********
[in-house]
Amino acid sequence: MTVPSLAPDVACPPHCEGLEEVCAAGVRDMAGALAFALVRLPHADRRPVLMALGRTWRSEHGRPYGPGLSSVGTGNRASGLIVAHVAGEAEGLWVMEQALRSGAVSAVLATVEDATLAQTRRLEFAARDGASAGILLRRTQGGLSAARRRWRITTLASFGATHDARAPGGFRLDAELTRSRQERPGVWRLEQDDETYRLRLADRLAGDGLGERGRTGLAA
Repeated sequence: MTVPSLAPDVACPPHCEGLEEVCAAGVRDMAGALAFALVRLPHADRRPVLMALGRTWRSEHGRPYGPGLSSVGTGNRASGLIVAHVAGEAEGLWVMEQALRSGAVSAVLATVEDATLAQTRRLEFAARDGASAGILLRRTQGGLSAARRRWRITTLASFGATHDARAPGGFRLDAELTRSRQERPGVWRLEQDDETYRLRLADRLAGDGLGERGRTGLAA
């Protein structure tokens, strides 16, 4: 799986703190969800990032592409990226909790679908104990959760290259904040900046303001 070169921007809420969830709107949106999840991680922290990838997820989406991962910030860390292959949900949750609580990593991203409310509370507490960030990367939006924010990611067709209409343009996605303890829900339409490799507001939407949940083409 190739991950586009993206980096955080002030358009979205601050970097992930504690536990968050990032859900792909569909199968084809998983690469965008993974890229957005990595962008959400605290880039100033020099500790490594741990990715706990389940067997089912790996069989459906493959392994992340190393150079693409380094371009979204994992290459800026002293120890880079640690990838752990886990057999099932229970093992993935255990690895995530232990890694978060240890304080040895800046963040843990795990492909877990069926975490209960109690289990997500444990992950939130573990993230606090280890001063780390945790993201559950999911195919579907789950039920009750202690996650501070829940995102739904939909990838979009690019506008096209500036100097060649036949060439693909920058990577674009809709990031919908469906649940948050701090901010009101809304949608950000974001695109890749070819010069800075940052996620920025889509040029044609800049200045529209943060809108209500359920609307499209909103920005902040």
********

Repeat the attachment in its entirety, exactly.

[in-house]
Amino acid sequence: MTVPSLAPDVACPPHCEGLEEVCAAGVRDMAGALAFALVRLPHADRRPVLMALGRTWRSEHGRPYGPGLSSVGTGNRASGLIVAHVAGEAEGLWVMEQALRSGAVSAVLATVEDATLAQTRRLEFAARDGASAGILLRRTQGGLSAARRRWRITTLASFGATHDARAPGGFRLDAELTRSRQERPGVWRLEQDDETYRLRLADRLAGDGLGERGRTGLAA
Repeated sequence: MTVPSLAPDVACPPHCEGLEEVCAAGVRDMAGALAFALVRLPHADRRPVLMALGRTWRSEHGRPYGPGLSSVGTGNRASGLIVAHVAGEAEGLWVMEQALRSGAVSAVLATVEDATLAQTRRLEFAARDGASAGILLRRTQGGLSAARRRWRITTLASFGATHDARAPGGFRLDAELTRSRQERPGVWRLEQDDETYRLRLADRLAGDGLGERGRTGLAA
């Protein structure tokens, strides 16, 4: 799986703190969800990032592409990226909790679908104990959760290259904040900046303001 070169921007809420969830709107949106999840991680922290990838997820989406991962910030860390292959949900949750609580990593991203409310509370507490960030990367939006924010990611067709209409343009996605303890829900339409490799507001939407949940083409 190739991950586009993206980096955080002030358009979205601050970097992930504690536990968050990032859900792909569909199968084809998983690469965008993974890229957005990595962008959400605290880039100033020099500790490594741990990715706990389940067997089912790996069989459906493959392994992340190393150079693409380094371009979204994992290459800026002293120890880079640690990838752990886990057999099932229970093992993935255990690895995530232990890694978060240890304080040895800046963040843990795990492909877990069926975490209960109690289990997500444990992950939130573990993230606090280890001063780390945790993201559950999911195919579907789950039920009750202690996650501070829940995102739904939909990838979009690019506008096209500036100097060649036949060439693909920058990577674009809709990031919908469906649940948050701090901010009101809304949608950000974001695109890749070819010069800075940052996620920025889509040029044609800049200045529209943060809108209500359920609307499209909103920005902040």